Watch War-Painted Female Fruit Flies Fight After Sex
The lady insects have some sick fighting moves, including leg-fencing and headbutts.
Caught in the act. Image: Amy Hong
The French coined the term "la petite mort," meaning the little death, to describe the mellow, bittersweet buzz that many people report experiencing after sex. But female fruit flies, in contrast, feel no such post-coital chill, opting for more of a "fight to the death" vibe.
According to new research published on Monday in Nature Ecology & Evolution, there is a consistent uptick in aggressive bullying behavior between female Drosophila melanogaster fruit flies after they have mated with males, a shift that may be triggered by sex peptides in fruit fly semen. This conclusion was reached after several observations of recently bedded females duking it out with slap-fights, shoves, and even the dreaded fruit fly headbutt.
Yes, there's video evidence, and yes, it's adorable. Behold, a sperm-fueled gladiatorial showdown in a tiny "contest arena."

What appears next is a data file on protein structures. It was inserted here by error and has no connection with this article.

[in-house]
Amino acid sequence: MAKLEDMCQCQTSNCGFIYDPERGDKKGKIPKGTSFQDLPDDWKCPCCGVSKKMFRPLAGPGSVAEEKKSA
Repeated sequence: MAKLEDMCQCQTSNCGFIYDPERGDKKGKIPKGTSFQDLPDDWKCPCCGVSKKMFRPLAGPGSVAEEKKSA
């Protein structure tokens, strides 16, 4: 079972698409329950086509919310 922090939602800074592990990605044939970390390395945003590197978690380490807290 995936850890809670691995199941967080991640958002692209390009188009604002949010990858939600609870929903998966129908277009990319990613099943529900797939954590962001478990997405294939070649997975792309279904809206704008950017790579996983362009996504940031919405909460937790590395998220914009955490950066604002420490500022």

Aggression in mated female fruit flies. Video: University of Oxford/YouTube
The authors of the research, led by Eleanor Bath and Stuart Wigby of the Oxford University Department of Zoology, deemed fit to mark their female subjects with colored spots to keep track of them, but it may as well have been war paint given these "ejaculate-induced female aggression," in the words of the paper.
When compared to the interactions between virgin females, mated females fought over twice as often, though the exact underlying mechanisms behind these literal microaggressions remain unknown.
Read More: The Weirdest, Most Twisted Sex in Nature
The team suggests two possible causes: Females may be indirectly prompted into shoving matches over resources by the new demands of egg production and impending motherhood, or they may receive a direct chemical signal from sperm that makes them less tolerant to their brethren. It will take more research to untangle the two possibilities, or to understand where they overlap, in order to solve the intriguing mystery of the post-coital testiness of lady fruit flies.
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